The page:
RHINO CONSERVATION IN SOUTH AFRICA WITH SIMON NAYLOR

  Simon Naylor, conservation manager at Phinda Private Game Reserve, blindfolds a rhino before dehorning

Simon Naylor, conservation manager at Phinda Private Game Reserve, blindfolds a rhino before dehorning

In early May, Wild Tomorrow Fund held an event at Anastasia Photo in New York City featuring guest speaker, Simon Naylor. Simon is the conservation manager at world-renowned Phinda Private Game Reserve in South Africa. Simon was visiting New York City to participate in the Five Borough Bike Tour with a South African travel company and charity dedicated to rhino conservation, The Cycle of Life, who co-hosted the evening event. 

The evening presentation, followed by a Q&A discussion, aimed to raise awareness of conservation challenges faced on the ground in Southern Africa, including both rhino poaching and habitat loss. In the video below, produced by filmmaker Shelley Smith, you can hear Simon speak from the heart about his many years of experience on the frontline of conservation, working to protect all wildlife at Phinda, and to restore ecosystems.

A ten minute abridged version of Simon’s presentation on rhino conservation. Video credit: Filmmaker Shelley Smith.

The poaching of rhinos in South Africa has escalated from 13 illegally killed in 2007 to over 7,245 rhinos slaughtered violently for their horns in the past 10 years. In the KwaZulu-Natal province of South Africa where Wild Tomorrow Fund's work is focused and home to Phinda Private Reserve, the 14 rhinos killed in 2008 rose to a shocking 222 killed in the past year. It is the black-market price of rhino horn that drives the poaching of rhinos globally. Rhino horn is currently one of the most expensive commodities in the world, commanding a price higher than that of cocaine or gold. Only 25,000 rhinos remain across the continent of Africa.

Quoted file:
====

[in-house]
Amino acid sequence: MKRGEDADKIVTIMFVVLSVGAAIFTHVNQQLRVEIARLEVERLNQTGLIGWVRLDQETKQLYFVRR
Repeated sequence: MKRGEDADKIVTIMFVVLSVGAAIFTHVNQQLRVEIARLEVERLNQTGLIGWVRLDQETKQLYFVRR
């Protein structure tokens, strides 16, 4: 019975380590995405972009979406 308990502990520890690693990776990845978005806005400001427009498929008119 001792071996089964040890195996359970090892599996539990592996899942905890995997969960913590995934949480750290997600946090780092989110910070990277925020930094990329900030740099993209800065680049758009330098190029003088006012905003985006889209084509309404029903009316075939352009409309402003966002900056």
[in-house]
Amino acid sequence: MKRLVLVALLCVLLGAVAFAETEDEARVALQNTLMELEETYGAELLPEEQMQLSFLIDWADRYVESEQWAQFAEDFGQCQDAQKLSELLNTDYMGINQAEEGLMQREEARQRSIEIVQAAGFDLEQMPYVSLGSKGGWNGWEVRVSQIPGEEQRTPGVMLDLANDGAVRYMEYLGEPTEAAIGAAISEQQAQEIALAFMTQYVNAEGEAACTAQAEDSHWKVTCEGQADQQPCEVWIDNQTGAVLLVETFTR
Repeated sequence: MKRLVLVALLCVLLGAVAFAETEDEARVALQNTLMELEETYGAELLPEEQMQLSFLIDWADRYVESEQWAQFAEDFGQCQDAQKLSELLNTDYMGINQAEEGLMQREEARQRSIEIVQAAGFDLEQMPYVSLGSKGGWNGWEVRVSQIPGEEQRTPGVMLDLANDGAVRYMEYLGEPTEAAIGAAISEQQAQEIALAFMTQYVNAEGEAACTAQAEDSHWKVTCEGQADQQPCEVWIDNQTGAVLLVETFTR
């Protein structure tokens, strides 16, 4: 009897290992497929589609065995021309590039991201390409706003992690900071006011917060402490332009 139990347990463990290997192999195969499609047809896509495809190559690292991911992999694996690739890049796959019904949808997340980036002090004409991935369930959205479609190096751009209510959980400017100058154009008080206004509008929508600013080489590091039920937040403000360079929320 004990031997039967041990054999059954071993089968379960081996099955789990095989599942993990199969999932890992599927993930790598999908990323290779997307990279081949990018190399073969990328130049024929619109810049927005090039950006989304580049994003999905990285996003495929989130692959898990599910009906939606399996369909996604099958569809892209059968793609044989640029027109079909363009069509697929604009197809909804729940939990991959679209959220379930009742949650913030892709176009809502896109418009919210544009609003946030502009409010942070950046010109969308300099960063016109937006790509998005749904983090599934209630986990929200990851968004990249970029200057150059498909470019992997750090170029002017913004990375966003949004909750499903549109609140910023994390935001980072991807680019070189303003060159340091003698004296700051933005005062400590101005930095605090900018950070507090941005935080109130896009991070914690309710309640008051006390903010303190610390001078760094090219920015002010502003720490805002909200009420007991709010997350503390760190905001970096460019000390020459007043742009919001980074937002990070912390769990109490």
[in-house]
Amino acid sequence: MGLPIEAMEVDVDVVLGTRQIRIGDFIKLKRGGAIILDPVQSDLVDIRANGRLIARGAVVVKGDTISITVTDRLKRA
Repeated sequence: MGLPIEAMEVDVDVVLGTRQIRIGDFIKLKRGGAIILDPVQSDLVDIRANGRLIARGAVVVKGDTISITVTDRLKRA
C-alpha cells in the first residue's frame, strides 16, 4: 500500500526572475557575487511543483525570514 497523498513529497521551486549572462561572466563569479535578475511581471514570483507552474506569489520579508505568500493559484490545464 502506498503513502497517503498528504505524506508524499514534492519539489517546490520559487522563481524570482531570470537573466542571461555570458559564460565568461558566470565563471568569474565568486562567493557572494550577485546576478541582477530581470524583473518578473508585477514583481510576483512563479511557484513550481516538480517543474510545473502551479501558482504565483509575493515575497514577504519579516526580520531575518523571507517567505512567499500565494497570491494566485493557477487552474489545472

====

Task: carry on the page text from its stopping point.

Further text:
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Guests heard Simon explain the difficult decision to dehorn rhinos at &Beyond’s Phinda Private Game Reserve in 2016, to keep them safe from escalating poaching. "It was a tough decision. The day that we started dehorning, I didn't sleep that night, in fact for days beforehand, wondering if it was the right decision." Although conservationists and park managers would prefer to see rhinos with their horns, it was the right call to make for rhinos in the region. Dehorning, combined with strengthened intelligence and development support for neighboring communities, is proving successful. "Dehorning has been successful for us so far, touch-wood" said Simon. The reserve has lost one rhino since dehorning began. It is possible the poachers did not see the rhino had been dehorned at the time they tracked and killed it. It has now been three years without a rhino poaching death, in a region currently under intense pressure, as reported by BBC news. Just two weeks before the talk, Jane Goodall and Sir Richard Branson added their names to an open letter to South Africa's government urging more support for rhino protection.